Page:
Tree Streets meeting spurs multiple ideas

NASHUA – Mayor Jim Donchess is encouraging anyone who lives, works, attends school, owns property or a business or practices their faith in the Tree Streets neighborhood to help decide how $25,000 should be invested for improvements.

Wednesday night, residents attended an idea-gathering event that was at Nashua PAL, located at 52 Ash St., to learn more about the project Your Voice, Your Choice, and share their vision in-person with the mayor.

Another event is scheduled for 9:15 a.m. on Jan. 16 at Milette Manor, 72 Vine St.

“We have $25,000 of city money which we want to spend to do something good in this neighborhood, but we don’t know the best way to do that,” Donchess said during Wednesday night’s event. “So, what we’re hoping to do is have you, working with NeighborWorks and with PAL, to come up with a group of ideas that would possibly spend $25,000.”

Over the next few months, the city will be gathering project ideas, which will then be turned into proposals that can be voted on, with the winning projects slated to be built within a year.

Donchess initiated the project to engage the residents living in the neighborhood by directing these funds to improve this section of the city. The effort will be based on a concept known as participatory budgeting, in which community members directly influence how to spend a portion of a public budget.

The project operates under a five-step process that will take about four months to complete, including planning and design, idea collection, proposal development, voting and funding and implementation.

Ideas that people have for these future projects are eligible for funding if: They are capital infrastructure project, they are within the boundaries of the Tree Streets neighborhood, they serve the general public and meet the needs of the neighborhood, they are implemented by the city of Nashua or by a nonprofit Nashua organization, they cost between $1,000 and $25,000 per project, they are a one-time expense for the city and they must respect the city’s laws, regulations, policies and action plans.

“This is hopefully the first year of many,” Community Development Director Sarah Marchant said.

People can submit their ideas online at,, by clicking on the submit idea tab. People also can share their ideas by filling out a comment card at the following locations:

Boys & Girls Club – 47 Grand Ave.

Churchside Market – 56 West Hollis Street.

Cibao Kitchen – 128 Ash St.

Crossway Christian Church – 33 Pine St.

Kinsley Street Laundry – 83 ½ Kinsley St.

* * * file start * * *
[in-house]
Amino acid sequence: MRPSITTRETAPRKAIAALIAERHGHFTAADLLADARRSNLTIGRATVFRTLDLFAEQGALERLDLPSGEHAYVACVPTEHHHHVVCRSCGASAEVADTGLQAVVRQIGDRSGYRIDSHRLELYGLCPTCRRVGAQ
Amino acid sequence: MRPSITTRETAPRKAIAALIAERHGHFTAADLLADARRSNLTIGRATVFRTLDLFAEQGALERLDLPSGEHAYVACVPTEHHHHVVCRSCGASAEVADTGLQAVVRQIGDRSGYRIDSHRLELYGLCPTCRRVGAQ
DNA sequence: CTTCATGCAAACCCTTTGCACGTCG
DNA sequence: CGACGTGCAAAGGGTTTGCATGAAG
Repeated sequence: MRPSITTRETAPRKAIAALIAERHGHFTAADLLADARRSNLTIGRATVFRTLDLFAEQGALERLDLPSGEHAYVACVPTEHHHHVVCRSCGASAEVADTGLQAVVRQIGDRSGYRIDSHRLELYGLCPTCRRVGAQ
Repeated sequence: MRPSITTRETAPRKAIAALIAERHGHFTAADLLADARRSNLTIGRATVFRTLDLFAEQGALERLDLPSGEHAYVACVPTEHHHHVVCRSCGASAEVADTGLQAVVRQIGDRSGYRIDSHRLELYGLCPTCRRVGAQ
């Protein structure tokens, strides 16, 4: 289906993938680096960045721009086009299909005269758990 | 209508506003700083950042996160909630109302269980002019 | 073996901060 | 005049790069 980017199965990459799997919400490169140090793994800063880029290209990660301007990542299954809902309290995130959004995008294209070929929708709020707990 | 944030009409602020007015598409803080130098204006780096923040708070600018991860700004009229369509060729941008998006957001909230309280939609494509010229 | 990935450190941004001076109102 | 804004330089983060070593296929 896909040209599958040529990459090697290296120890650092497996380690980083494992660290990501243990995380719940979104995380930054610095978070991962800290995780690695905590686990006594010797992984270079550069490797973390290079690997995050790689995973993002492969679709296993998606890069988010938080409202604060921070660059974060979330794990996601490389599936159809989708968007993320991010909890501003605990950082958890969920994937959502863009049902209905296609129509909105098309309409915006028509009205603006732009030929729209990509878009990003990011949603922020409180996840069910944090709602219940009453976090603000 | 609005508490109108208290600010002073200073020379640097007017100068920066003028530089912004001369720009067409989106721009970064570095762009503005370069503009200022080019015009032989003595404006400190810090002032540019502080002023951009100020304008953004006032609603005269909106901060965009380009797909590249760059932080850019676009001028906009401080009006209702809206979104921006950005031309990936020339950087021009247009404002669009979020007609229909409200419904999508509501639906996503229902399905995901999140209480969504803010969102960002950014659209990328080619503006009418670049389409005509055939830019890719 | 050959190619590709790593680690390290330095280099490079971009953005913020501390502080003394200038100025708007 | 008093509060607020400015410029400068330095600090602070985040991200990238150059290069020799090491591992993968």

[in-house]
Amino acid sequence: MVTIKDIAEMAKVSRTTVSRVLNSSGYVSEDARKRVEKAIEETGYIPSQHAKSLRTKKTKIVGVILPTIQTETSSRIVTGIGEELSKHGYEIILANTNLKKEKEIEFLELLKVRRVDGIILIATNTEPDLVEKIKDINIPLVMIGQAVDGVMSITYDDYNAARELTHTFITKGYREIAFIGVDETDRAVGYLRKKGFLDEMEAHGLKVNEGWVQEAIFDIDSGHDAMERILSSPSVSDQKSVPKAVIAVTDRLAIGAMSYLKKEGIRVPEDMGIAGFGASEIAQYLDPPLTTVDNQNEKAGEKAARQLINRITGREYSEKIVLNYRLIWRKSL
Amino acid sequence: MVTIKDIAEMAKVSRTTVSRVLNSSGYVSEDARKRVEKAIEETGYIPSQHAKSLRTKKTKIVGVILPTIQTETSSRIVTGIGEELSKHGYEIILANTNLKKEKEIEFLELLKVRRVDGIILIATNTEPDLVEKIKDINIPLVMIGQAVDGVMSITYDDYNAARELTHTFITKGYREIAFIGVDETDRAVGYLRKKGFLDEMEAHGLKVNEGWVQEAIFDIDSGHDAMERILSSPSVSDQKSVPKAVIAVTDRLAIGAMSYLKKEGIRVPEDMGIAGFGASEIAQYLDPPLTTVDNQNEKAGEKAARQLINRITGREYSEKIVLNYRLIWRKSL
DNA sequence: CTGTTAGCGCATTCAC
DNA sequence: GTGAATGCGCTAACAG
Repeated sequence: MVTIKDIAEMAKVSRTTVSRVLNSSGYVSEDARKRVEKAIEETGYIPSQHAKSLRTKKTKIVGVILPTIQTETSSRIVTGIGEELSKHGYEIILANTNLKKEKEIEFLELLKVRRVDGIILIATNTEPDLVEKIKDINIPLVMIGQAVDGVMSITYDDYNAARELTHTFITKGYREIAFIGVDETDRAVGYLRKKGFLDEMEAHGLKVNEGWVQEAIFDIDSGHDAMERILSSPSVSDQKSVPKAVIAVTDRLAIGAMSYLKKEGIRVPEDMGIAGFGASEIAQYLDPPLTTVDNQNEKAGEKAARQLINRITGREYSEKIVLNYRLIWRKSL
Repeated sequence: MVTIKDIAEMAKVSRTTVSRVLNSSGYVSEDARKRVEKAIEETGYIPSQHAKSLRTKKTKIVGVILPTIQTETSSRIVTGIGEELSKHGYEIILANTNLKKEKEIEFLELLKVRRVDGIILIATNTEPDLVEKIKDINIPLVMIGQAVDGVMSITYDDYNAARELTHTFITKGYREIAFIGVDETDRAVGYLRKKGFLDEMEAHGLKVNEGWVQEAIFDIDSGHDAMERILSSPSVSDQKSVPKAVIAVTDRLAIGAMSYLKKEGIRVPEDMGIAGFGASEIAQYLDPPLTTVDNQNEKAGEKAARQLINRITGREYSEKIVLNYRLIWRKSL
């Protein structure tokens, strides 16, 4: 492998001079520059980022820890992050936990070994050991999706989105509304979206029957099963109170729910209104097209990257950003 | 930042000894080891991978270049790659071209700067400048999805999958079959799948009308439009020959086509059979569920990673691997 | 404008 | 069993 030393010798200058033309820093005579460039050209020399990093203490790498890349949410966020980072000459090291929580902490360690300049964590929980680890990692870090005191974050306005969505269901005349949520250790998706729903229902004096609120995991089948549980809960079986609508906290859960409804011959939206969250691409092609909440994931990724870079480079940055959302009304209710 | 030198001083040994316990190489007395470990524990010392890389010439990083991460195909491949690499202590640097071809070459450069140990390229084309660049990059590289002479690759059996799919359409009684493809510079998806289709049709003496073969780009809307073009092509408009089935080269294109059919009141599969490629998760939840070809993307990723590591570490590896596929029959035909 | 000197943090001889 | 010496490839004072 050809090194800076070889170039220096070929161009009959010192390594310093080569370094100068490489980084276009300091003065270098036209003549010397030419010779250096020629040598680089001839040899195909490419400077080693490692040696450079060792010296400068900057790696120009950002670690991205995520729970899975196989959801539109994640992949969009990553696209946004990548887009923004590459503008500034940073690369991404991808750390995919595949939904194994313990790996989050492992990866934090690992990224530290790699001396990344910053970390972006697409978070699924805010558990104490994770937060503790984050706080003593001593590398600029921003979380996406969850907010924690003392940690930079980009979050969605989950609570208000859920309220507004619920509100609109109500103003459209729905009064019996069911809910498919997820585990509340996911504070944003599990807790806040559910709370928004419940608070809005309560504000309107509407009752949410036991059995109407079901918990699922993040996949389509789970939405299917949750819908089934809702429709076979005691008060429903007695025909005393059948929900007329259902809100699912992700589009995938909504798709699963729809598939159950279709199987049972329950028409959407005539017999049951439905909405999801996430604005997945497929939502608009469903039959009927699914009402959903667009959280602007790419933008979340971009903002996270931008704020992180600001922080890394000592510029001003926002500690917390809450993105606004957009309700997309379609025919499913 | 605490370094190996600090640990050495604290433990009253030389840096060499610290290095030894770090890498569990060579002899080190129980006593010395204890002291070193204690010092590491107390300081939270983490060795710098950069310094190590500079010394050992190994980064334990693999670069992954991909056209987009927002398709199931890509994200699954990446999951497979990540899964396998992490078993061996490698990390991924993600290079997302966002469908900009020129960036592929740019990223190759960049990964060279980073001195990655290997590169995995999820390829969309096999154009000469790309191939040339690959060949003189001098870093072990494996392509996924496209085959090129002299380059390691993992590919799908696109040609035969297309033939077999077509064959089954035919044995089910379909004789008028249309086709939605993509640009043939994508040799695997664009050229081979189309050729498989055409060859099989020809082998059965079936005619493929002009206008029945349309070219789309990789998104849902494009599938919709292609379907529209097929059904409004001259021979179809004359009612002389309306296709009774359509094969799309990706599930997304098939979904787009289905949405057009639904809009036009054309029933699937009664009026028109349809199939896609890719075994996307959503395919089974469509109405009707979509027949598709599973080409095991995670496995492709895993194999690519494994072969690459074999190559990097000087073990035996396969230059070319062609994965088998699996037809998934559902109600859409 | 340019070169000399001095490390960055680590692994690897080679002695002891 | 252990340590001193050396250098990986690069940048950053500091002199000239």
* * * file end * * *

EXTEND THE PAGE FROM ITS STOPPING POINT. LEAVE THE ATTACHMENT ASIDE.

Nashua Soup Kitchen – 2 Quincy St.

Nashua PAL – 52 Ash St.

Palm Square – 57 Palm St.

Public Library – 2 Court St.

Rescue Mission – 40 Chestnut St.

Saint Louis Church – 48 West Hollis St.

Sally’s Food Mart – 34 Palm St.

YMCA – 24 Stadium Drive.

Some goals and principles driving the project include, empowering neighborhood residents to make decisions on where/how to invest in their neighborhood, foster a sense of unity while inspiring residents to engage in their community and build new relationships and networks that will, in turn, help improve the quality of life in that neighborhood, and encourage transparency by sharing information and making decisions as openly as possible, to name a few.

Furthermore, during the meeting with residents living in the Tree Streets neighborhood, Marchant and Nashua PAL Executive Director Shaun Nelson highlighted ideas that already have been generated. Some of those ideas include, improving neighborhood parks, adding community gardens, installing bike racks, improving the rail trail and more. From there, kids and adults broke out into a brainstorming session where they had a chance to talk amongst others present to come up with their own ideas for what they would like to see come to their neighborhood.

“This is one of those times where there’s literally no bad ideas,” Nelson said.

After a brief brainstorming session, some of what came forward from residents include a playground with a giant slide, shelters for homeless people, picnic tables in neighborhood parks, lights along the bike path and in the neighborhood, to name a few. However, a popular idea that came forward multiple times was to convert the park across the street from the PAL center into some sort of sports park, whether that be a basketball or volleyball court, or the recurring option of turning it into a soccer field.

“This is not the end, this is the beginning of this process,” Nelson said. “So, again, before school vacation in February, we’re going to be voting, so be on the lookout for the where and when on that.”

Adam Urquhart may be contacted at 594-1206 or